CASpartan, in your second code example:

    @helper DisplaySlideShow(List<string> photoslides)
    {
      // demo
      <ol>
        for(int i=0;i<9;i++){
          <li data-target="slides" data-slide-to="@i"></li>
          }
      </ol>
    }

    Razor sees this:

    @helper DisplaySlideShow(List<string> photoslides)
    {
        Stuff1
    }

    And assumes that Stuff1 is going to be Razor syntax C# until you tell it otherwise.

    Then it sees:

    <ol class="carousel-indicators">
         Stuff2
    </ol>

    It notices the HTML tag, and assumes that Stuff2 is going to be HTML until you tell it otherwise.

    Then it sees:

    for (int i=0;i<9;i++) {
        <li data-target="slides" data-slide-to="@Stuff3"></li>
    }

    Since the word "for" isn't prefixed by an @, it assumes that you want to put "for (int i=0;i<9;i++)" into your page as raw HTML/text.  It only kicks back into C# mode when it sees the @ symbol, and assumes that Stuff3 that is going to be a C# expression to be evaluated and output.  Since Stuff3 in this case is simply the variable i, it tries to evaluate it, but it was never declared, since the for loop wasn't read as code.

    It makes a little more sense if you've ever had a compilers or programming languages course that dealt with grammars, but hopefully this explanation is enough for you.

    tl;dr: The Razor Engine assumes that anything contained inside HTML tags is to be written in the page as raw text/HTML until you tell it otherwise with the @ symbol.

    • Marked as answer by Anonymous Thursday, October 7, 2021 12:00 AM
    Wednesday, June 4, 2014 9:51 AM
  • User938738290 posted

    CASPartan

    But if I do this.... it works 

    @helper DisplaySlideShow(List<string> photoslides)
    {
      // demo
      @:<ol>
        for(int i=0;i<9;i++){
          <li data-target="slides" data-slide-to="@i"></li>
          }
      @:</ol>
    }

    The reason for this is that the Razor Engine sees the line

    @:<ol>

    As Razor syntax, not as raw HTML.  Therefore, it never switches to "HTML mode," and your for loop is read as C#, so i gets declared with no issue.

    • Marked as answer by Anonymous Thursday, October 7, 2021 12:00 AM
    Wednesday, June 4, 2014 9:57 AM
  • User1526116210 posted

    In answer to this question

    when do you guys use a @helper?

    I use @helper for recursion of my comments to get them nested, which of course Mike has an article for http://mikesdotnetting.com/Article/208/Practical-Recursion-in-ASP.NET-Web-Pages-with-WebMatrix

    In answer to this question

    Am I better off using @function instead?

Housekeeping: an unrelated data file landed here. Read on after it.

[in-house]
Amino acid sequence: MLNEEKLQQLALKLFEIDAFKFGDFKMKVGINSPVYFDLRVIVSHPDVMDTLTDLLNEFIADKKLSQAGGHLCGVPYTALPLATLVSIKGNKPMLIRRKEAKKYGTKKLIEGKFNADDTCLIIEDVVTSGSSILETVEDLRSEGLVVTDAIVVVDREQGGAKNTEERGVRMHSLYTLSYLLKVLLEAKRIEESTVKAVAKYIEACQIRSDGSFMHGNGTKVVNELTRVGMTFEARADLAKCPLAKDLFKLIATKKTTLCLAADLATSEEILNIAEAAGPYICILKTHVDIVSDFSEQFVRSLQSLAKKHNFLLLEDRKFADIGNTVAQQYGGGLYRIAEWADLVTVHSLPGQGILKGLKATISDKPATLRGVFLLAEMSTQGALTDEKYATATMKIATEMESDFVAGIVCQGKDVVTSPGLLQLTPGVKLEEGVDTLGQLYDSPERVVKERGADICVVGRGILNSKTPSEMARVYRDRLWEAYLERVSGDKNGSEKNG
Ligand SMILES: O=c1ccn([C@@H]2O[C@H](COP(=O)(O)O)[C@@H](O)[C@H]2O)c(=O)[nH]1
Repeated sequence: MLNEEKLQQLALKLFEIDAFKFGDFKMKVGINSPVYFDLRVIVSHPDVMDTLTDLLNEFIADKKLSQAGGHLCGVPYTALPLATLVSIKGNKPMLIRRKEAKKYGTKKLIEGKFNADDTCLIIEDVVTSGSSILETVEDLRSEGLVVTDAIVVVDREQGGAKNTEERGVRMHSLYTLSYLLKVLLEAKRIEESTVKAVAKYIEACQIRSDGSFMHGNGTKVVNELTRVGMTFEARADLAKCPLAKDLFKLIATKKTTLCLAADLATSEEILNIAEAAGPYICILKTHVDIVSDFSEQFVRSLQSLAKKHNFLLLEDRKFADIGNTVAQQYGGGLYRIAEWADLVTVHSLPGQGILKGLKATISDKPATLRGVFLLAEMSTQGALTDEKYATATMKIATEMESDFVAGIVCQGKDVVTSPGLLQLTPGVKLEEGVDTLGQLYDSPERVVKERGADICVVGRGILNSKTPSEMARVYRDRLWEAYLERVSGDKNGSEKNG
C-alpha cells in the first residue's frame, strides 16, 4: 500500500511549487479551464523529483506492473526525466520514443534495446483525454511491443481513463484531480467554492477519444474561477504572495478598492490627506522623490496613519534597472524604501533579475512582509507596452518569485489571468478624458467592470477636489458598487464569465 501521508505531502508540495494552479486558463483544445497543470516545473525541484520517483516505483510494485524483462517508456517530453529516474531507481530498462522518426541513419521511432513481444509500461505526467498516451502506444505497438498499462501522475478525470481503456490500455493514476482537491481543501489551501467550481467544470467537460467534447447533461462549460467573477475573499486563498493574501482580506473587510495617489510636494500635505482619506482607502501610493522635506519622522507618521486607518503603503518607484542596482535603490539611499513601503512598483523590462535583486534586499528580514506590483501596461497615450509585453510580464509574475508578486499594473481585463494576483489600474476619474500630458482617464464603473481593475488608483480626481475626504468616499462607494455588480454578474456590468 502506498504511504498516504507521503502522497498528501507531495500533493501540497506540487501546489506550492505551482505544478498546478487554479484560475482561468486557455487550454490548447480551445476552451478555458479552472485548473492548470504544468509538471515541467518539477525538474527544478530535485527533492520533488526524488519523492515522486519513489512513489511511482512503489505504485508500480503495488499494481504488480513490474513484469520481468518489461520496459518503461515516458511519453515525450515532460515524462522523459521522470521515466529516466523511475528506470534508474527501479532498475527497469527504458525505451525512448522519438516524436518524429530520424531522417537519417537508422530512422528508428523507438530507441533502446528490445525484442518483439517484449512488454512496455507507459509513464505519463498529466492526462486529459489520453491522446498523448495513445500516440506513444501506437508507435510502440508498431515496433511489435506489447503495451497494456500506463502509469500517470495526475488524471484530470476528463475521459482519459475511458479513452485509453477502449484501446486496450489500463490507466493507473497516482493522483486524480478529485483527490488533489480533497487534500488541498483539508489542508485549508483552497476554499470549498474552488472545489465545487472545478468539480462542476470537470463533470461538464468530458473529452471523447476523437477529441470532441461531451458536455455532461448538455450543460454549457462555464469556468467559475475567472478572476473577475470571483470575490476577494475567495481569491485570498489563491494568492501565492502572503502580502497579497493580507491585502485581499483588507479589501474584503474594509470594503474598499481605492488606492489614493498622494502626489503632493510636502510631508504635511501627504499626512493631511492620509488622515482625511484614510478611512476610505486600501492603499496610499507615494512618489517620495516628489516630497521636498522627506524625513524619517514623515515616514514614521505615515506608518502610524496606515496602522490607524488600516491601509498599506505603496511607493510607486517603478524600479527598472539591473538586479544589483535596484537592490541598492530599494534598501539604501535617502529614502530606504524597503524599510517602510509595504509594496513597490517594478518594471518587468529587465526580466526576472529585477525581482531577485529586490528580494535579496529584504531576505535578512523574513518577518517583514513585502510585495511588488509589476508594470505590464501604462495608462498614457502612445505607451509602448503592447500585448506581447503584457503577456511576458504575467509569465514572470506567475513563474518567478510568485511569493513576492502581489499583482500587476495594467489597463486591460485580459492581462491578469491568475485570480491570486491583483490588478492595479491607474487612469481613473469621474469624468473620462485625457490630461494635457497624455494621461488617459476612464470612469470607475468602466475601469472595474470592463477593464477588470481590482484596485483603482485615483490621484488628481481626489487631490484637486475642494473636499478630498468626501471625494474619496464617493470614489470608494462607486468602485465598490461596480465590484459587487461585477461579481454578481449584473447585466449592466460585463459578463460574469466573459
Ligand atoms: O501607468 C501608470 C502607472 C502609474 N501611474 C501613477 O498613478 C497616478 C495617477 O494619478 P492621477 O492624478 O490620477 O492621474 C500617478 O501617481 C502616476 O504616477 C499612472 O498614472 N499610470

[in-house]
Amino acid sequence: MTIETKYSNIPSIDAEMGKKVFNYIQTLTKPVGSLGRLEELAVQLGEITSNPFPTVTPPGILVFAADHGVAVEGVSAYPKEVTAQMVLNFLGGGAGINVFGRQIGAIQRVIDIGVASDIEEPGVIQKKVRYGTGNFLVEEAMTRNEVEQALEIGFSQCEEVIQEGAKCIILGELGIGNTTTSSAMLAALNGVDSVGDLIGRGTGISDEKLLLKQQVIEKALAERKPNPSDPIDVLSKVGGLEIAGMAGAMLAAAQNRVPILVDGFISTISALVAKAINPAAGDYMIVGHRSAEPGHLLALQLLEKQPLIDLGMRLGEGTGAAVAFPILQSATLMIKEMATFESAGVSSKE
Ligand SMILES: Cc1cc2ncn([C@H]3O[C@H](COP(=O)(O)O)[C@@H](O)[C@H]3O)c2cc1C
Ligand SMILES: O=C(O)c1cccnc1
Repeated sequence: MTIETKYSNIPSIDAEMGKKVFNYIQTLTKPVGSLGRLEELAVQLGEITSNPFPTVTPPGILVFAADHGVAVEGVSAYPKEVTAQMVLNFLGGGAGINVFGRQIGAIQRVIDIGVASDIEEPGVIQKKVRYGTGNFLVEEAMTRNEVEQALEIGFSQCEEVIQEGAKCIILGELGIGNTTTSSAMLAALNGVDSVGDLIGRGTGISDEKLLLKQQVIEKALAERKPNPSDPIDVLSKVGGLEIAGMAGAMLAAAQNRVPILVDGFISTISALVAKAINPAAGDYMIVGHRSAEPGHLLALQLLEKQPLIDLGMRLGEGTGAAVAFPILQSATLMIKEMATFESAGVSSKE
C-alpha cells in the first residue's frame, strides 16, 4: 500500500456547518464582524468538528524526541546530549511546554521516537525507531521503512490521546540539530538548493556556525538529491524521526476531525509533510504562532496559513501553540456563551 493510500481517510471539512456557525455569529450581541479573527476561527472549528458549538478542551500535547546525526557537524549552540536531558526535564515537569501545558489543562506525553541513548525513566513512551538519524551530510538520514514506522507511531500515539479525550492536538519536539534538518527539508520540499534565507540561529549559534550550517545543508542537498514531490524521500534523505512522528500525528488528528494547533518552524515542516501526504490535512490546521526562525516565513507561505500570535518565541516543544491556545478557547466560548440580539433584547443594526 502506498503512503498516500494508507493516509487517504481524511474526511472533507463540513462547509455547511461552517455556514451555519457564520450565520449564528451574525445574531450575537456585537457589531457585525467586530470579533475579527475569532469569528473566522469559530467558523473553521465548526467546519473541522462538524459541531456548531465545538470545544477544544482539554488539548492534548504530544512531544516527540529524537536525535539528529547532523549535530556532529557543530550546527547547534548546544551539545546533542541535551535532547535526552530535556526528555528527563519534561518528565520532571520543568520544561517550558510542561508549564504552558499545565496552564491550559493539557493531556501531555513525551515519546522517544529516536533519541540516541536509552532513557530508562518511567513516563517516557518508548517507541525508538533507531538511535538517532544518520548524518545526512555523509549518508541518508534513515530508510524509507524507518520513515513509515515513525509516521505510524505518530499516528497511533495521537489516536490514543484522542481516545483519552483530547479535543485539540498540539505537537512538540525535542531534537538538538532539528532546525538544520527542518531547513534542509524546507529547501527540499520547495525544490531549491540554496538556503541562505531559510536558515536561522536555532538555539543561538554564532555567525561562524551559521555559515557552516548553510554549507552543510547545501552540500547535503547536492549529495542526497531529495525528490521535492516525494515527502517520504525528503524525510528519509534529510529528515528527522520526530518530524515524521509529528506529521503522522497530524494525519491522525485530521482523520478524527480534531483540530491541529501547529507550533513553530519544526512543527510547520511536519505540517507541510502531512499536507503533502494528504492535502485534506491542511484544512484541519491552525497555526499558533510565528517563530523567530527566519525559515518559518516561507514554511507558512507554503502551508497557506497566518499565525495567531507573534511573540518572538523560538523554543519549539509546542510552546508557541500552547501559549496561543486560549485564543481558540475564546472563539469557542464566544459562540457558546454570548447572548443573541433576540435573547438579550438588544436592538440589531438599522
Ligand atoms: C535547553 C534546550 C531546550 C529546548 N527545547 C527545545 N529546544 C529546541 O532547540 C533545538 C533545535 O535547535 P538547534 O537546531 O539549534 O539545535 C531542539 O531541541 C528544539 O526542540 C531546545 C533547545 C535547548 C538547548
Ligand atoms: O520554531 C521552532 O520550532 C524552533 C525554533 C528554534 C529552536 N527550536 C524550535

For your use of generating the necessary HTML for your carousel, it is best to use @helper if you would like the ability to easily add the carousel more than once to your page. Otherwise I would just use the code within your @helper but have that directly in the page instead of using a helper function.

    As the others said if you have razor code within HTML you need to have the @ symbol in front of your razor code, otherwise it will interpret the razorcode as plain text/HTML

    • Marked as answer by Anonymous Thursday, October 7, 2021 12:00 AM
    Wednesday, June 4, 2014 10:02 AM
  • User-1416423428 posted

    Gregori is spot on.

    Thank you all! 

    Now follow up question....  

    My @helper is working now, is it possible to capture the output of your @helper into a variable?  For use, let's say as a parameter in a Replace() statement. 

    @helper DisplaySlideshow(){
       html blah blah blah
    }
    
    then on my cshtml page.... I do this
    
    var myslides = Utilities.DisplaySlideshow(params etc.) 
    cmsBody.Replace("[SLIDES]", myslides);
    



    Wednesday, June 4, 2014 10:50 AM
  • User-1416423428 posted

    That was simple... never mind.

    string myslides = Utilities.DisplaySlideShow(photoslides).ToString();

    Wednesday, June 4, 2014 10:52 AM
  • User938738290 posted

    CASPartan

    Now follow up question....  

    My @helper is working now, is it possible to capture the output of your @helper into a variable?

    I don't think so.  This is one of the differences between Helpers and Functions.  Helpers can be used to write raw HTML to the page, just like you can in .cshtml files.  If you need a return value, you use a Function, but the @functions{ } statement locks the Razor engine into C# mode.

    EDIT: If it works for you, it works.

    EDIT: Hm, yep.  For posterity: Helpers return a HelperResult object, and HelperResult.ToString( ) just dumps the raw HTML that would have been output by the helper.

    Wednesday, June 4, 2014 10:55 AM
  • User938738290 posted

    Hot damn, check this out: http://haacked.com/archive/2011/02/27/templated-razor-delegates.aspx/.  Phil Haack has a really cool use for the HelperResult class.

    Wednesday, June 4, 2014 11:01 AM